Filipino female chef, smiling with tan apron making a thumbs up sign in the pastry kitchen.

Men have long dominated the demanding restaurant business, with women only relegated to domestic kitchens, considered “too soft” for the demands of the rigorous food scene. Thankfully this is gradually changing, and female chefs are rising the ranks, running successful kitchens or their own food businesses.

Here are some female chefs who are unafraid to challenge the norm and what they’ve learned throughout their careers

Be True to Yourself and Your Roots

As a woman in the food industry, you may feel tempted to go with what’s “in” or follow the path of least resistance. Yet, as these female chefs prove, putting your signature can pay off well.

Marion Paggao, who worked with Purple Yam Malate but has now put up her own casual Asian joint, Crouching Mama, believes that staying true to yourself while making your mark is possible. “As a young chef, I still have so much to learn. But when it comes to flavor, I always go back to the idea of the food I am fond [of eating],” she says.

Gel Salonga, a finance executive-turned-pastry chef, also became successful by staying true to the flavors familiar to her. “I specialize in local flavors and ingredients. Being from Laguna, it felt natural to incorporate local delicacies into my products. More than making my desserts unique, I think it is an expression of who I am and where I come from,” Gel shares. “Marketing and embellishments can't make a bad product sellable. I guess my ‘voice’ is heard through the cakes and pastries I bake. They show my personality, my background, and where I plan to go in the future.”

“I like simple, uncomplicated food. I make things that I wouldn’t get sick of eating, and it’s also important that we don’t get sick of making them. And quality ingredients always,” Camille Ocampo of The Pastry Cart adds.

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Use Your Qualities to Your Advantage

Microaggressions can happen – whether in the kitchen or business. Portia Baluyot Magsino, the woman behind beloved establishments such as Isabelo’s and Rustic Mornings, shares that these instances are not confined to the kitchen.

“There was an incident a long time ago where I was among 25 chefs in Manila chosen to serve at this huge charity event. Most of the chefs were men – all hanging out, talking about what they were showcasing. No one spoke to me, not even the organizer,” Portia shares.

“I was thinking back then if maybe [it was] because I was just a home chef without a culinary degree and a woman. Out of the 25, only two spoke to me that night. Chef Jessie Sincioco saw me and asked me to sit with her. Chef Sandy Daza did, too,” she recounts.

Before Portia opened Rustic Mornings, she encountered people who doubted her vision. “A cousin-in-law asked me, ‘Who will go to your restaurant? Who are you that they will drive all the way to Marikina for?’” She kept her chin up and now reaps the fruits of her success.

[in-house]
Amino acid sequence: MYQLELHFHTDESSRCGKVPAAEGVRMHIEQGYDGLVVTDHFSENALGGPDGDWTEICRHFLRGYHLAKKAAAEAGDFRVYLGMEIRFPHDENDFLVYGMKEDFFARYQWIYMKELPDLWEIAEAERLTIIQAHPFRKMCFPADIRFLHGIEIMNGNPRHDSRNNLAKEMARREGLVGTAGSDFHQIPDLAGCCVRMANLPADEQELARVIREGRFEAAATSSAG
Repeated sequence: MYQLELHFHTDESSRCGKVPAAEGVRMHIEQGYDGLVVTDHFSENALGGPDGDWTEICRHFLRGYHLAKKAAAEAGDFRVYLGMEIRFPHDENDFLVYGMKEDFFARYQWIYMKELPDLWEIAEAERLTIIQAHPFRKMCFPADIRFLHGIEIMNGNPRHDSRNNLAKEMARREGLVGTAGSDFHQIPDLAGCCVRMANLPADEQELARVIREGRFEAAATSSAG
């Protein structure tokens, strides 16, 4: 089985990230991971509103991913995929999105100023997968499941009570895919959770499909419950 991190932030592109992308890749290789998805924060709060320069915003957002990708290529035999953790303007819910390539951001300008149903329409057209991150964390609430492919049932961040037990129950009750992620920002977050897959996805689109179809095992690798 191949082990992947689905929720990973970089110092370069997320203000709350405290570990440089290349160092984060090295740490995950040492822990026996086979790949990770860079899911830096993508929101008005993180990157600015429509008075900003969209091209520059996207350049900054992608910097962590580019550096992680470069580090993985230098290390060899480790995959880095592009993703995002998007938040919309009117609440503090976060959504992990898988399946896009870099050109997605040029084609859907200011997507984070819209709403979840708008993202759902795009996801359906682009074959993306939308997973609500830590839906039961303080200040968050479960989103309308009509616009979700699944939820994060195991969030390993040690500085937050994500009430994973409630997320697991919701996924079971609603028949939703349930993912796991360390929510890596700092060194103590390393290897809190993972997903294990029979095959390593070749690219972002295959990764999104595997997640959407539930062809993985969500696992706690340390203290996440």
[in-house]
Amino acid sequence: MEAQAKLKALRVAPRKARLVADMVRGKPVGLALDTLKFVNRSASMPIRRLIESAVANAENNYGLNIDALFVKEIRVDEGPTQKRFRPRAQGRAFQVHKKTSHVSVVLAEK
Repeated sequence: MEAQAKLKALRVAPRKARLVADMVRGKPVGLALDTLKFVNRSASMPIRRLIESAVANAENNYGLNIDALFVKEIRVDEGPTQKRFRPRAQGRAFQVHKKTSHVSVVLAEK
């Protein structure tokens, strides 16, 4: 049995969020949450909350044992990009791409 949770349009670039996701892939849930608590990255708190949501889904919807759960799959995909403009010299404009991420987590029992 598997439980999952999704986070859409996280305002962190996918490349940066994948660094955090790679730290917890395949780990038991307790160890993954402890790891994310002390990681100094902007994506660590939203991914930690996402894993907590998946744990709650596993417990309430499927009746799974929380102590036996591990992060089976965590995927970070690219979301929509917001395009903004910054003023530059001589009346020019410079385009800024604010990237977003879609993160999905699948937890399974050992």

On the other hand, Gel shares: “I think that the gender barrier isn't what it used to be. Some of our top chefs are women, like Margarita Fores. People can see women as meek. Instead of treating this as a disadvantage, I try to capitalize on it: angelic on the outside, fierce on the inside.”

Don't let norms define how you carve your path.

Marion agrees that there is a stereotype against women in the professional kitchen but also believes this shouldn’t hold female chefs back. "I think this is a norm in the restaurant industry because people associate the kitchen with the idea of physical work. More men really do it more than women, but it doesn't mean we can't. Working in the kitchen will push you to the limit. You will eventually learn your strengths and weaknesses. You just have to prove that you can do it and do it well.”

Camille adds that one should stand her ground, even when it means going against the grain. “I’ve always had a voice. Coming from a big family of strong women, we were always encouraged to stand our ground,” Camille says. “I think that translates to everything I create because I’m not one to follow trends or always give in to what people expect. I make food I like and believe that others will too.”

Camille says that people tend to underestimate her, yet she has consistently proven otherwise. “I think that because of my looks, people expected me to be sweet or a pushover. I’m far from that. I think I’ve established that,” she asserts.

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It Boils Down to Hard Work and Grit

Female chefs will inevitably face challenges. For Gel, it was about competing in a market where pastry brands were everywhere. “Making a name in a saturated industry was my main hurdle. I think ultimately, hard work, honesty, and grit will take you to your goals,” she says.

As for Marion, she believes in following through. “I like to think about how to express my ideas and prove that they can work. Once they are accepted, I just do my best. Of course, there will be times when things won't go your way. Keep trying and don't let yourself down. Continue to challenge yourself,” she shares.

That said, putting in the work doesn’t mean doing everything yourself. It also means and taking care of people, Camille shares. “I used to always be on the verge of a meltdown until I learned to trust people and delegate. I have a good, trustworthy team, and I make it my priority to treat them well. They say that the hardest part about running a business is managing people, but I think it’s the best,” she says.

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Female chefs are rising in the industry and making their mark in their own unique ways. These four inspiring Filipinas are proof that norms are but suggestions – if you’re up for the challenge.